A BBC spokesperson denied that it based its commissioning decisions "on the ethnicity or the age of a writer", adding that executives in its drama department were tasked solely with finding scripts that are "innovative and challenging for audiences to enjoy".

Deepak Verma, the playwright and former EastEnders actor, called on broadcasters to tell stories that "show Asian characters as human beings going about their normal lives and not merely quotas to build up their diversity record", adding: "Multiculturalism and ethnic diversity are concepts that propagate the very thing that they aim to nullify and should be condemned to the dustbin of political correctness."


Muslim terror suspect tries to assassinate Danish cartoonist

By David Randall

Sunday, 3 January 2010

Police shoot and arrest axe-wielding Somali man with links to al-Qaida and other terror groups

The most prominent of the Danish cartoonists whose 12 drawings provoked outrage throughout the Muslim world in 2006, narrowly survived an assassination attempt late on Friday night. His attacker, who has close ties to both al-Qaida and a Somali group that has killed 42 relief workers trying to bring food to displaced people, was shot and arrested by police. He has now been charged with two counts of attempted murder in this, the latest effort to kill Kurt Westergaard or his cartoonist colleagues.

It is less than a year ago that Mr Westergaard, 74, and his wife stopped living in hiding in a succession of "safe houses" provided by the Danish authorities and began to have a more open existence. Their home in Aarhus, Denmark's second city, was said to be like a "fortress", a claim which now looks less than convincing. It was at this house on Friday evening that the man, aged 28 and armed with an axe and a knife, managed to penetrate whatever alarm systems there were, break a window and enter the property.

Inside were Mr Westergaard and his five-year-old grand-daughter. In some reports, the cartoonist grabbed the girl and rushed to the bathroom, which had a reinforced door and a panic button. He managed to lock the door before the intruder, a Somali native who has not been named in line with Danish privacy law, could open it. In other reports, the girl remained sitting on the sofa and witnessed the attack. The man shouted "Revenge!" and "Blood!" as he tried to smash the door with his axe. Mr Westergaard, who has received previous death threats for depicting the Prophet Mohamed with a bomb-shaped turban, pushed the panic button, and police arrived within two minutes in what they said were "strong numbers".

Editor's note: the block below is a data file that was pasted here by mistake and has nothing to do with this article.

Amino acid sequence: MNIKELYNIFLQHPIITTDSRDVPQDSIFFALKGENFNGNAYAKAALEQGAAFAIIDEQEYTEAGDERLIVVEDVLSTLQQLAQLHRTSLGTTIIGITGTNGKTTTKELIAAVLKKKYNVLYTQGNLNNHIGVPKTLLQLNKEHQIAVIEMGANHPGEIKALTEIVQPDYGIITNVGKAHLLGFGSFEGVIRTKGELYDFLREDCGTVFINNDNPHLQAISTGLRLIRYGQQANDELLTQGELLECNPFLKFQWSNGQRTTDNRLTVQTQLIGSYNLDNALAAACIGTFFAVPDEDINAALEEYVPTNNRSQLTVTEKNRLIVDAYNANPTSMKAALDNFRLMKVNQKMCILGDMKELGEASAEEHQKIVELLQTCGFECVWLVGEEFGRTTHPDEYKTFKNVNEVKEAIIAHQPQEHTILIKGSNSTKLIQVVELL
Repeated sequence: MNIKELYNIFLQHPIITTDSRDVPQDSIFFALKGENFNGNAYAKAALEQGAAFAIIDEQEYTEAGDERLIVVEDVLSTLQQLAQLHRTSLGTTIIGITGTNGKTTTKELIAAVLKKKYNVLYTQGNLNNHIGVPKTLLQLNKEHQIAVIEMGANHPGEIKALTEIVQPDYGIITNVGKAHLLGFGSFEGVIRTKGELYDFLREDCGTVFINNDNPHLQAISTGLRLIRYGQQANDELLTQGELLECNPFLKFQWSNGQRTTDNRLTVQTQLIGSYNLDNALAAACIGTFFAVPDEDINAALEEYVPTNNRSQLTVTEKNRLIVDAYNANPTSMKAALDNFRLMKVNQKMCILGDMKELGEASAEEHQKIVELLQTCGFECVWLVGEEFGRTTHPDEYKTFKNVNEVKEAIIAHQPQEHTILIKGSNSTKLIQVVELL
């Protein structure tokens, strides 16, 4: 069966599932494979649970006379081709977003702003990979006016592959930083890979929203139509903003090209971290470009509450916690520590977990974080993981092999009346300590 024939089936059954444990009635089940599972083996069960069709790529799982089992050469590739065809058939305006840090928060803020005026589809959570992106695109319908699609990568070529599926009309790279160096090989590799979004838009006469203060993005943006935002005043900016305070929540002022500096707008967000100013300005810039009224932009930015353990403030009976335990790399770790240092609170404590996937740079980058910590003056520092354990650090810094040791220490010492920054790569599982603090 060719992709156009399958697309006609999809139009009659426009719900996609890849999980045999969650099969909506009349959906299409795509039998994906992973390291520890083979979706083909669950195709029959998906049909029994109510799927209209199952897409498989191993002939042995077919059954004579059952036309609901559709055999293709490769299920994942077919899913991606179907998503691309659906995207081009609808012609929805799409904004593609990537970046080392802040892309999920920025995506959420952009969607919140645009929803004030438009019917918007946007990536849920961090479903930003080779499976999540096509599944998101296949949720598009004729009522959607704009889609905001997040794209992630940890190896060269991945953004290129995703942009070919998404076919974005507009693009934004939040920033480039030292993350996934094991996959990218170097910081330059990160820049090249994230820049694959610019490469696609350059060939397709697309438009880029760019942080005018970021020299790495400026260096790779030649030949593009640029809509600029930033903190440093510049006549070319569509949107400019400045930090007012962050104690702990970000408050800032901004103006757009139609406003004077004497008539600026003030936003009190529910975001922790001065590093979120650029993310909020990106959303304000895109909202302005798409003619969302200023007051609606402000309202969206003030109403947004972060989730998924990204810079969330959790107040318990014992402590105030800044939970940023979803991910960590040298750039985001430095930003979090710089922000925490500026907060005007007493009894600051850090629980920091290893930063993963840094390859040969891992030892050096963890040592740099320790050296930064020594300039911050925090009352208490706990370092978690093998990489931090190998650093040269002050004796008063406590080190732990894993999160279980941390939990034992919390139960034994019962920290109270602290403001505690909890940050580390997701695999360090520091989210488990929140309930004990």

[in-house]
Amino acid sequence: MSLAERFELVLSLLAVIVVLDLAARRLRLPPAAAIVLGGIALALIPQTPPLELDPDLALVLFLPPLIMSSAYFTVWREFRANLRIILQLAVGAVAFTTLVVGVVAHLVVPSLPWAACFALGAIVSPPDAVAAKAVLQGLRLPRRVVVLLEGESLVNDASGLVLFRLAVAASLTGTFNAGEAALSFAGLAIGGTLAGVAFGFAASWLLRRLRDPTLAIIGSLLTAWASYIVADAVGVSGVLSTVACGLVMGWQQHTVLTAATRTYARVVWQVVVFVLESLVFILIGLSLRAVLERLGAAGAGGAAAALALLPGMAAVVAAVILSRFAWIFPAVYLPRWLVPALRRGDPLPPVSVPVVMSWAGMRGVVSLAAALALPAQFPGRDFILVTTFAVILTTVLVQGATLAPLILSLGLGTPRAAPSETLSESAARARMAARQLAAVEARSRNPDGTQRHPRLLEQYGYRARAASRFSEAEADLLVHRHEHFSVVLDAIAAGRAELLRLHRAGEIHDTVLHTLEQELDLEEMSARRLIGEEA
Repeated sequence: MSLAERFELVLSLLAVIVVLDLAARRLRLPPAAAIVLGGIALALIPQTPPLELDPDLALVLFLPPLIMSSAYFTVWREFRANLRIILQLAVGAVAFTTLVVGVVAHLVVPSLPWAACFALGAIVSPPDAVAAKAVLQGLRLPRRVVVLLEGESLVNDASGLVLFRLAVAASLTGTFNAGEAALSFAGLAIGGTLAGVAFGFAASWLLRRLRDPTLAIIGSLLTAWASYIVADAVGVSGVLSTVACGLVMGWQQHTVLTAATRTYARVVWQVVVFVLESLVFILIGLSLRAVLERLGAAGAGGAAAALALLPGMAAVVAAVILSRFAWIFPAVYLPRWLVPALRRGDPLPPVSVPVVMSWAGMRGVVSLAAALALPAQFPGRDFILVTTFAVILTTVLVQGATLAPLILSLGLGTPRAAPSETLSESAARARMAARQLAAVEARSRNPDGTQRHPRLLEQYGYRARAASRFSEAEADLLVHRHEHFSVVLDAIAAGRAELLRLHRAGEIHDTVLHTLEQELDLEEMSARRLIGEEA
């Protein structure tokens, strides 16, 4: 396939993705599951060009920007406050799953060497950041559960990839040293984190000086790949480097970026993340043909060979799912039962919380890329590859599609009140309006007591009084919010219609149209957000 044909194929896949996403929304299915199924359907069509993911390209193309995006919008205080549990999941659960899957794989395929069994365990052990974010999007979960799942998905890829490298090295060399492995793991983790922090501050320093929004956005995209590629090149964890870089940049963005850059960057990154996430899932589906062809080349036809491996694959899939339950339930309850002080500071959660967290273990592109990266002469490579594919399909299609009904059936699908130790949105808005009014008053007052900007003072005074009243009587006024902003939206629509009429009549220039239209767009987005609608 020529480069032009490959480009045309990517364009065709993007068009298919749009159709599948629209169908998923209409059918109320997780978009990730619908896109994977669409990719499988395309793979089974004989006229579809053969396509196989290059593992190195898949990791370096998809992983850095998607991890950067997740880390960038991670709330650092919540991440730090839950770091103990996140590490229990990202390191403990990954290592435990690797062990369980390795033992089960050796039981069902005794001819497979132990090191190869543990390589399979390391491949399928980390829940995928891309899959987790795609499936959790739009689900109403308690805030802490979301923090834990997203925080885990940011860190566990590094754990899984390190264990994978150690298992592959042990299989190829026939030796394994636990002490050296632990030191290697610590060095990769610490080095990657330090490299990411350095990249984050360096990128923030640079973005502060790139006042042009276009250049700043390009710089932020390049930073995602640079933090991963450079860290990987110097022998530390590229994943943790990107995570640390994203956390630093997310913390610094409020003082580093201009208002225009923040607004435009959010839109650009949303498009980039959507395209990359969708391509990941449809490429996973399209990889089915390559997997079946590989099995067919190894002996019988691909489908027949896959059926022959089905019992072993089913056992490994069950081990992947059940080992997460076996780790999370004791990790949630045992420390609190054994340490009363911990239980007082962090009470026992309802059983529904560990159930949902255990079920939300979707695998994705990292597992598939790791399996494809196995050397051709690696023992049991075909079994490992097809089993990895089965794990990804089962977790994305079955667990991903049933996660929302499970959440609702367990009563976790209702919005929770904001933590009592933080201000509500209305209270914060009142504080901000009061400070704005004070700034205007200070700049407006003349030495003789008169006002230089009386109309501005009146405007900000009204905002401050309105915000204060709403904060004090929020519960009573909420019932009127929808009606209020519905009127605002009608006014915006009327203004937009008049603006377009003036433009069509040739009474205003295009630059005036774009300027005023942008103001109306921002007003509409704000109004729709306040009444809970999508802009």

Fritz Keldsen, of Aarhus city police, told the BBC: "When we saw the suspect, he was moving away from the scene. Then he attacked the police patrol. He did that with such skill that they had to shoot him." It is understood that at one point the man threw the axe at an officer. He was shot in the knee and a hand, and is now under guard at a hospital. Yesterday he was wheeled on a stretcher into court, where he denied the charges.

The cartoonist later said on the website of his newspaper, Jyllands-Posten: "My grandchild did fine. It was scary. It was close. Really close. But we did it." He added he was "quite shocked" but not injured.

Full report at:


Iran to try Ashoura rally detainees

Sunday, January 03, 2010

Iran is set to put on trial seven opposition protesters arrested during anti-government demonstrations held around the Shia Muslim commemoration of Ashoura, according to Iranian media.

The trails are due to begin "from Sunday to Tuesday" the Iranian Labour News Agency, which is seen as close to the country's reform movement, reported.

It quoted Abbas Jafari Dolatabadi, Tehran's chief prosecutor, as saying the seven had been indicted.

But virtually no information about the trials has been released to the media.

Alireza Ronaghi, Al Jazeera's correspondent in Tehran, said that although there had been a request from lawyers to hold the trials as an open session, that request had not been granted.

"It seems that the judiciary has not reacted very well to that [proposal]. We haven't got any information as to how the trial has gone on, what the charges are or even who has actually being put on trial," he said.

Opposition rallies

Iran has been in political turmoil since disputed elections in June poll, when Mahmoud Ahmadeinejad, the president, was re-elected to a second term in a vote the opposition said was rigged.

The polls prompted supporters of Mir Hossein Mousavi, the lead opposition challenger, and other candidates to take to the streets.